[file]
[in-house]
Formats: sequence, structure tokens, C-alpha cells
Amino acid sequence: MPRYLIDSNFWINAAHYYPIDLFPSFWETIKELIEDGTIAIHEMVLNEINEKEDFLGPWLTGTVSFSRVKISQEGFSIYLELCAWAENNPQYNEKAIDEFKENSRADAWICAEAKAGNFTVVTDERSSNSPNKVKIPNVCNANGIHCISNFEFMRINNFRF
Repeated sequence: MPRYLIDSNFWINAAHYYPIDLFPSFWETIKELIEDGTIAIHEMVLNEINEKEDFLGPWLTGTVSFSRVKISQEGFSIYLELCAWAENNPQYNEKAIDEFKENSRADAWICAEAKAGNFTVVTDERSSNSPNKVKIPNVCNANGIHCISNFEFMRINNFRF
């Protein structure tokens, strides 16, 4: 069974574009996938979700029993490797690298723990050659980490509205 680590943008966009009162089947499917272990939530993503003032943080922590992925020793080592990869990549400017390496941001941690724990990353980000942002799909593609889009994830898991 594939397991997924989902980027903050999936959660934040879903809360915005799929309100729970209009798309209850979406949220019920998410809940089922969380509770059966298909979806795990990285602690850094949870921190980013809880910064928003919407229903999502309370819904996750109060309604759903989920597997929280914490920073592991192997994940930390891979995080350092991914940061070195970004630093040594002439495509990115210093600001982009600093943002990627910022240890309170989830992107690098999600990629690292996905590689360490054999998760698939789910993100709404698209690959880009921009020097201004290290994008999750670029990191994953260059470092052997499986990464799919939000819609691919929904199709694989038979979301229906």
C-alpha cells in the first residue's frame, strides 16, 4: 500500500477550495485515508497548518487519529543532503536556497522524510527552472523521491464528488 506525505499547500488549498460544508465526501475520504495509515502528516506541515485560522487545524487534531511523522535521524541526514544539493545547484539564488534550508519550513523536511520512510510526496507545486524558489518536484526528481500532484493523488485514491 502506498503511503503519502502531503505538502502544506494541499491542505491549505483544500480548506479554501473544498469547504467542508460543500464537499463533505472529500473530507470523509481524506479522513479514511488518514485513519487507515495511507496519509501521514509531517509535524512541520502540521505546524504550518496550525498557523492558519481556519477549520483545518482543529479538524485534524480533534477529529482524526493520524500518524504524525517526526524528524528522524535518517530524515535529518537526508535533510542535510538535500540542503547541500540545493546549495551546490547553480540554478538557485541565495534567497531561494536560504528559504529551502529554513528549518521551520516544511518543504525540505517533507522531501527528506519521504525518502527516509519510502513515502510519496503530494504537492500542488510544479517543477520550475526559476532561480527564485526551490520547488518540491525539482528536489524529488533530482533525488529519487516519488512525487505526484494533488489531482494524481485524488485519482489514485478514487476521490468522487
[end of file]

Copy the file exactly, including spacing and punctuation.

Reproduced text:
[in-house]
Formats: sequence, structure tokens, C-alpha cells
Amino acid sequence: MPRYLIDSNFWINAAHYYPIDLFPSFWETIKELIEDGTIAIHEMVLNEINEKEDFLGPWLTGTVSFSRVKISQEGFSIYLELCAWAENNPQYNEKAIDEFKENSRADAWICAEAKAGNFTVVTDERSSNSPNKVKIPNVCNANGIHCISNFEFMRINNFRF
Repeated sequence: MPRYLIDSNFWINAAHYYPIDLFPSFWETIKELIEDGTIAIHEMVLNEINEKEDFLGPWLTGTVSFSRVKISQEGFSIYLELCAWAENNPQYNEKAIDEFKENSRADAWICAEAKAGNFTVVTDERSSNSPNKVKIPNVCNANGIHCISNFEFMRINNFRF
């Protein structure tokens, strides 16, 4: 069974574009996938979700029993490797690298723990050659980490509205 680590943008966009009162089947499917272990939530993503003032943080922590992925020793080592990869990549400017390496941001941690724990990353980000942002799909593609889009994830898991 594939397991997924989902980027903050999936959660934040879903809360915005799929309100729970209009798309209850979406949220019920998410809940089922969380509770059966298909979806795990990285602690850094949870921190980013809880910064928003919407229903999502309370819904996750109060309604759903989920597997929280914490920073592991192997994940930390891979995080350092991914940061070195970004630093040594002439495509990115210093600001982009600093943002990627910022240890309170989830992107690098999600990629690292996905590689360490054999998760698939789910993100709404698209690959880009921009020097201004290290994008999750670029990191994953260059470092052997499986990464799919939000819609691919929904199709694989038979979301229906």
C-alpha cells in the first residue's frame, strides 16, 4: 500500500477550495485515508497548518487519529543532503536556497522524510527552472523521491464528488 506525505499547500488549498460544508465526501475520504495509515502528516506541515485560522487545524487534531511523522535521524541526514544539493545547484539564488534550508519550513523536511520512510510526496507545486524558489518536484526528481500532484493523488485514491 502506498503511503503519502502531503505538502502544506494541499491542505491549505483544500480548506479554501473544498469547504467542508460543500464537499463533505472529500473530507470523509481524506479522513479514511488518514485513519487507515495511507496519509501521514509531517509535524512541520502540521505546524504550518496550525498557523492558519481556519477549520483545518482543529479538524485534524480533534477529529482524526493520524500518524504524525517526526524528524528522524535518517530524515535529518537526508535533510542535510538535500540542503547541500540545493546549495551546490547553480540554478538557485541565495534567497531561494536560504528559504529551502529554513528549518521551520516544511518543504525540505517533507522531501527528506519521504525518502527516509519510502513515502510519496503530494504537492500542488510544479517543477520550475526559476532561480527564485526551490520547488518540491525539482528536489524529488533530482533525488529519487516519488512525487505526484494533488489531482494524481485524488485519482489514485478514487476521490468522487